Skills vs. School: Reshaping the Job Market Landscape

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I recently had the chance to speak with Fast Company senior editor Christopher Zara. Christopher runs the news desk at Fast Company and was previously a deputy editor at International Business Times. He is also the author of a new book titled, “Uneducated: A Memoir of Flunking Out, Falling Apart, and Finding My Worth”, which shares his experiences as a high school dropout in the elite world of NYC media. We talked about how a lack of access to higher education limits people's options, why attitudes around degree requirements are changing, and what it means for colleges.

 

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Summary of the Conversation

Christopher Zara's memoir, “Uneducated”, sheds light on his journey of navigating the professional world without a college degree. Coming from a working-class background, Zara struggled with behavioral issues in high school and spent a decade trying to figure out his life. It wasn't until he took an unpaid internship at a newspaper in New York City that he learned the craft of journalism. As a senior editor, Zara has now noticed the contrast between his background and his colleagues who graduated from Ivy League universities. He believed there was a perspective worth sharing about education and college from someone who didn't benefit from it.

Zara's book explores how education shapes our identities and the value associated with it. The author, who didn't finish high school, realized the power of education by working with highly educated people in journalism. Being on the margins of society, the author was scared of the topic of education coming up in the newsroom. The book aims to provide a perspective of the “uneducated” and challenges the misnomer of the term.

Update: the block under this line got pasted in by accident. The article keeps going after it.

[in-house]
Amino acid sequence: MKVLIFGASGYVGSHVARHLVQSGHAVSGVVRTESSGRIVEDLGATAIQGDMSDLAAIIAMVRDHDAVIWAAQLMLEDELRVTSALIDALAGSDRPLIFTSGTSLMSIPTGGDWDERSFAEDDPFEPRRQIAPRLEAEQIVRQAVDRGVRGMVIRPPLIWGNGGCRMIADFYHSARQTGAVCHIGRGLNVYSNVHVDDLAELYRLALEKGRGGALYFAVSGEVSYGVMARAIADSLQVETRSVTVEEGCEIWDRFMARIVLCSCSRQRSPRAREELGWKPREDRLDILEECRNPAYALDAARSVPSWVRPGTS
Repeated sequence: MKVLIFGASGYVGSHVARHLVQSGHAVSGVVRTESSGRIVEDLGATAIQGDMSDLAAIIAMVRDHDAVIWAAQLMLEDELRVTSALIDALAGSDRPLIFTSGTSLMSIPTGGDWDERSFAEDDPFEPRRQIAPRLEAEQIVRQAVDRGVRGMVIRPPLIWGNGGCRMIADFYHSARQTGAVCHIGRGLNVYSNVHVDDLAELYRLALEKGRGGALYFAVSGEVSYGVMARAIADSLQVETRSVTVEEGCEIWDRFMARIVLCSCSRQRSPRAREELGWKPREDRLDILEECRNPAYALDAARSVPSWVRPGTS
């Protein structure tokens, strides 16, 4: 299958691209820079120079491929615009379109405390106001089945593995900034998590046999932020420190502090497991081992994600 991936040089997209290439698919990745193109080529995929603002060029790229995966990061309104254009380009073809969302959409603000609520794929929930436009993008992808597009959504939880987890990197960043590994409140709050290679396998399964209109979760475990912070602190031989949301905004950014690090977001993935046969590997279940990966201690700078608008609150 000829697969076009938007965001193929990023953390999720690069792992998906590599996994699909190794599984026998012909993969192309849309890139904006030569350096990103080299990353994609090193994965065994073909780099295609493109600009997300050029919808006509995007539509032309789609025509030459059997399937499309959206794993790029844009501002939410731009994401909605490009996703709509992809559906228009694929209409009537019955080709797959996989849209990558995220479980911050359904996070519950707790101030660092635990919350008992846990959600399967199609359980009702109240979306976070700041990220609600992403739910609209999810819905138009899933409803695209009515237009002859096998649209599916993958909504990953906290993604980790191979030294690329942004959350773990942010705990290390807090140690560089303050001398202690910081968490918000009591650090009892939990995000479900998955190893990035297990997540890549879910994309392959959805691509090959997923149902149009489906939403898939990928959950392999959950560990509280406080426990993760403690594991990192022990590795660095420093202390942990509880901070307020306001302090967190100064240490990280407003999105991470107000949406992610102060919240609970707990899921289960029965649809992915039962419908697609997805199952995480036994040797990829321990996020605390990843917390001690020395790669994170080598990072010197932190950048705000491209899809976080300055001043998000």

Zara often felt anxious about explaining their background to colleagues and feared being seen as different. He aligned politically with most colleagues but felt conflicted during the early-Trump era when the “white working class” was being discussed. As someone who falls into that category, Zara didn't feel accurately represented.

Feeling a sense of urgency and not feeling entitled to a career can be an advantage. His fear of “not belonging” in the industry pushed him to work harder and develop “grit”, which he believes is an advantage in the scrappy business of journalism. Zara believes that the power of higher education to define people is diminishing, and anyone can become a producer or capitalist through content creation.

Zara believes that there should be room for both types of learning in the world and that colleges should make themselves more accessible. Skills-based education is becoming increasingly important for remaining relevant in the job market, with companies like Google, Delta Airlines, and IBM shifting their hiring focus from strict degree requirements to skills-based demonstrations. This shift is healthy for both the curriculum and higher education's position in the job market. Skills-based hiring provides people without access to education a different way into the job market. Recalibrating the job market for middle-skill jobs is necessary, and schools should tailor their programs to meet the job market's needs.

Eliminating college degrees as a job requirement could provide a pathway for people to enter a career, but the bigger consequence could be a shift in companies being more invested in their employees. Companies would need to be more proactive in advancing their employees and providing on-the-job training. This would create more loyal employees and companies could be rated based on how well they advance their employees.

Zara suggests that applicant tracking systems could be made more fair by implementing design changes. Harvard Business School estimated that 34 million workers were being hidden from the job market due to these systems. Zara’s own experience of being rejected for jobs despite having a decade of experience is not uncommon. While the challenge of creating fairer systems is complicated, Zara believes that it’s good that people are thinking about it.

Zara suggests that schools and employers should focus on getting a well-rounded view of the person, similar to the interview process. He also wishes for cheaper schools to make education more accessible and inclusive. His advice for those in higher education is to think about who their ideal student is and to open up their idea of what the ideal student is to create a more reflective student body.

 

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Full Transcript

Ian Evenstar: Let’s talk about your memoir, Uneducated. This is a very personal account of you navigating the professional world without that coveted college degree. What are some of your insights from that journey that may shed light on the challenges that you faced?